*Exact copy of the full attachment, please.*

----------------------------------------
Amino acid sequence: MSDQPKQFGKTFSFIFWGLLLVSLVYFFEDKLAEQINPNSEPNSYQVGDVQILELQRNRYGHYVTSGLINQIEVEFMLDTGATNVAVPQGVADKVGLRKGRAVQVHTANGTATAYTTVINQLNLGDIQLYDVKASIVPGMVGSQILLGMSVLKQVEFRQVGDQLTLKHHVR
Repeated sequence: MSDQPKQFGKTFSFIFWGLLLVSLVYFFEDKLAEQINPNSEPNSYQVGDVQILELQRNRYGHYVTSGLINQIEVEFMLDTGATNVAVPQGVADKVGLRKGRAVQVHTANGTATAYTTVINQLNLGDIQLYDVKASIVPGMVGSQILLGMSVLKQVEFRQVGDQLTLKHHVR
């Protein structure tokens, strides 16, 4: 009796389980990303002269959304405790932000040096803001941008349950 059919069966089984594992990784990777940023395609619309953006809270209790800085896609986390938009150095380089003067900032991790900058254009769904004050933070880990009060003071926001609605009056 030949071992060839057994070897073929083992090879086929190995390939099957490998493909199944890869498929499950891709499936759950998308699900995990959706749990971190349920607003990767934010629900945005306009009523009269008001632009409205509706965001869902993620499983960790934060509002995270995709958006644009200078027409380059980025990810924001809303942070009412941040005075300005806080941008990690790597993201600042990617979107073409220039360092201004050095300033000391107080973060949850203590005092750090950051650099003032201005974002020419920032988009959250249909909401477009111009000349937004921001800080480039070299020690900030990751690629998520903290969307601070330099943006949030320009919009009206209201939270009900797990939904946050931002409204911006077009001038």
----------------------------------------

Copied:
Amino acid sequence: MSDQPKQFGKTFSFIFWGLLLVSLVYFFEDKLAEQINPNSEPNSYQVGDVQILELQRNRYGHYVTSGLINQIEVEFMLDTGATNVAVPQGVADKVGLRKGRAVQVHTANGTATAYTTVINQLNLGDIQLYDVKASIVPGMVGSQILLGMSVLKQVEFRQVGDQLTLKHHVR
Repeated sequence: MSDQPKQFGKTFSFIFWGLLLVSLVYFFEDKLAEQINPNSEPNSYQVGDVQILELQRNRYGHYVTSGLINQIEVEFMLDTGATNVAVPQGVADKVGLRKGRAVQVHTANGTATAYTTVINQLNLGDIQLYDVKASIVPGMVGSQILLGMSVLKQVEFRQVGDQLTLKHHVR
């Protein structure tokens, strides 16, 4: 009796389980990303002269959304405790932000040096803001941008349950 059919069966089984594992990784990777940023395609619309953006809270209790800085896609986390938009150095380089003067900032991790900058254009769904004050933070880990009060003071926001609605009056 030949071992060839057994070897073929083992090879086929190995390939099957490998493909199944890869498929499950891709499936759950998308699900995990959706749990971190349920607003990767934010629900945005306009009523009269008001632009409205509706965001869902993620499983960790934060509002995270995709958006644009200078027409380059980025990810924001809303942070009412941040005075300005806080941008990690790597993201600042990617979107073409220039360092201004050095300033000391107080973060949850203590005092750090950051650099003032201005974002020419920032988009959250249909909401477009111009000349937004921001800080480039070299020690900030990751690629998520903290969307601070330099943006949030320009919009009206209201939270009900797990939904946050931002409204911006077009001038």